United Kingdom, Republic of Ireland, 27 March 2019 – Canon Inc. today announces that the company’s interchangeable-lens digital cameras (digital SLR and mirrorless cameras) have maintained the No. 1 share of the global market for 16 consecutive years from 2003 to 2018.

Canon develops the key imaging system components featured in its EOS series of interchangeable-lens cameras – CMOS image sensors, image processors and interchangeable lenses – under the core concept of ‘Speed, Comfort and High Image Quality’. Incorporating a wide-ranging product lineup – from high-performance flagship models that are highly trusted by professionals to entry-level models that allow users to enjoy high image quality shooting with easy operation – Canon continues to support the diverse needs of customers.

In 2003, the dawn of digital SLR cameras, Canon introduced its breakthrough EOS 300D. This groundbreaking camera, which was competitively priced and featured a compact, lightweight design, captured the top share of the global market and set the stage for growth in the digital SLR market. Since that time, Canon has continued to launch a range of groundbreaking products, including the professional-model EOS-1D series and the EOS 5D series, which paved the way for digital SLR video recording.

In March 2018, Canon launched products such as the EOS M50 mirrorless camera and EOS 2000D DSLR, which allow entry-level users to effortlessly enjoy capturing professional-looking images. In striving to further expand its line-up, Canon has once again secured the leading share of the global market in 2018.

In September 2018, in pursuit of further expanding the boundaries of image capture and new possibilities in visual expression, Canon launched the EOS R mirrorless camera, equipped with a full-frame sensor, as part of the EOS R System, a new imaging system with lenses at its core. What’s more, in February 2019 Canon launched the EOS RP – a small, light and practical full-frame mirrorless camera with impressive image quality – and announced six new RF lenses, currently under development, as part of its plan to expand the EOS R System.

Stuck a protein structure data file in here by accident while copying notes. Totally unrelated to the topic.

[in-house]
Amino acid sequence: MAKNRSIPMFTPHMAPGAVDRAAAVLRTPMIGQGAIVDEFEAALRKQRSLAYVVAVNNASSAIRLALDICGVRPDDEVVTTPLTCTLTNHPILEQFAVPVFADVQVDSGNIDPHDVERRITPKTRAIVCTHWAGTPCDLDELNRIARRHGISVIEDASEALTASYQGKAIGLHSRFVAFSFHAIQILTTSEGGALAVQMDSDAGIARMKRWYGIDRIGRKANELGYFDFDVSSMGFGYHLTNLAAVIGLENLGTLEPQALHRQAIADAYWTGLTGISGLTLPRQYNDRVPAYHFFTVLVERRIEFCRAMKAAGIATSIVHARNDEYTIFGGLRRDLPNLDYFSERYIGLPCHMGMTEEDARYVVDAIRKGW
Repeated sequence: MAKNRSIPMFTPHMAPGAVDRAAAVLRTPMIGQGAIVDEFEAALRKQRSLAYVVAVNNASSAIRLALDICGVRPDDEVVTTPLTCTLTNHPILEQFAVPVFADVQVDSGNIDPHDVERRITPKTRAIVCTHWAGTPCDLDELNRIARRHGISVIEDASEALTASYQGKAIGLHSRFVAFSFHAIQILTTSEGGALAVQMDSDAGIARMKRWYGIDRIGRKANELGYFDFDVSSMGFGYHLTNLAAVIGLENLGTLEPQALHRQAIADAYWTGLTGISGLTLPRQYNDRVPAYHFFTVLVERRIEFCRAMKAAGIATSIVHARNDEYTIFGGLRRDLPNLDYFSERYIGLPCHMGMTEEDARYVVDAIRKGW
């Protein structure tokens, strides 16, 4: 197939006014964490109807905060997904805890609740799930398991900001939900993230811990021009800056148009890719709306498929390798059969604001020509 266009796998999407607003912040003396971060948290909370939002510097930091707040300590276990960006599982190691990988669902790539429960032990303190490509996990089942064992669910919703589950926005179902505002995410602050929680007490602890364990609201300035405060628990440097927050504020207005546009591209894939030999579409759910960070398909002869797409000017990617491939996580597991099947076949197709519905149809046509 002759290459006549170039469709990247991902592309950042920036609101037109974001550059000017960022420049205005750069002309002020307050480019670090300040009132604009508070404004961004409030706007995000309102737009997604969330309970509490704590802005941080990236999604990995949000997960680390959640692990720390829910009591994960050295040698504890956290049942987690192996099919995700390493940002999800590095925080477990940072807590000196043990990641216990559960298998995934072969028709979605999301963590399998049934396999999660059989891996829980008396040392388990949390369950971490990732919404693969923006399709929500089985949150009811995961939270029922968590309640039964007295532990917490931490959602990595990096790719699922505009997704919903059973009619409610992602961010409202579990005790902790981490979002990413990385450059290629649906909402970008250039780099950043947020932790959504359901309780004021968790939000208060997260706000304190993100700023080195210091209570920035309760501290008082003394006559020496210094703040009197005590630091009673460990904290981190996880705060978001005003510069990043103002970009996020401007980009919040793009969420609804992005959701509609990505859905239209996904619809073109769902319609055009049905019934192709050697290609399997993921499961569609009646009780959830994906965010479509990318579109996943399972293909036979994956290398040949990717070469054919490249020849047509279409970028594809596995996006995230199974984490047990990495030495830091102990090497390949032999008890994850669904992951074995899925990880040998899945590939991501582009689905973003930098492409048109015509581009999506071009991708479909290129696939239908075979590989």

Canon will continue to refine its diverse imaging technologies based on its core optical technology to expand and create an even stronger EOS System that offers new avenues of image capture to meet the needs of increasingly diverse users and to promote the ever-growing photo and video culture.

Alessandro Stanzani, Executive Vice President of Canon Imaging Technologies & Communications Group, Europe, Middle East & Africa, commented, “In addition to maintaining the number one share of the global market, Canon has continued to maintain its leadership position in unit and value share of the digital camera market in EMEA. We are continuing to push the boundaries of optical innovation and these results demonstrate the appetite for new technologies and camera systems.”

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Go to discussion...



  1. Congratulations Canon. For me still the no1.

    Even if the Sony IP portfolio is great, but a great sensor alone is not making great cameras automatically....
  2. Very disappointed. The trolls seem to be sleeping in today.
    Canon may still be number one for market share, but their overall sales numbers are slipping. In the meantime, Olympus sales of FF cameras are holding steady. This proves that Canon is doomed. DOOMED! Doomed I tells ya..... DOOMED!

  3. I mean, you'd think that someone at Canon would've gotten the memo by now...
  4. Why is the first camera cited the 300D? I'm sure I got the EOS-1Ds that year and wasn't a bleeding-edge adopter...

    Because it was the camera that made Canon number one in market share, which is what this press release is about.
  5. Curious, which product lines are most responsible? My understanding is that the FFSLRs have been slipping a bit due to apparent lack of innovation, esp. IBIS?

    Also are your figures month by month or year by year? I feel that the announcement of the MILFFs is probably actually HURTING sales in the short-term as people suddenly wonder that the EF line may be short for the world, but also wonder if RF is a flash in the pan as EFM was.
    If there was a prize for conveying the most misinformation in a succinct, well-written post, you’d win it. Not that that’s something of which you should be proud.

    Sales of all digital cameras are dropping, industry-wide. Compact cameras have seen a y/y drop of ~20%, ILCs have dropped in the high single-digit percentage. Canon’s unit sales match those drops. Overall, they have maintained their market share that approaches 50% for ILCs.

    Per BCN, Canon sold more FF ILCs in Japan last year (the only geographic market for which we have this sort of data) than any other manufacturer... so you’re ‘understanding’ regarding FF ILC’s is rather a lack thereof.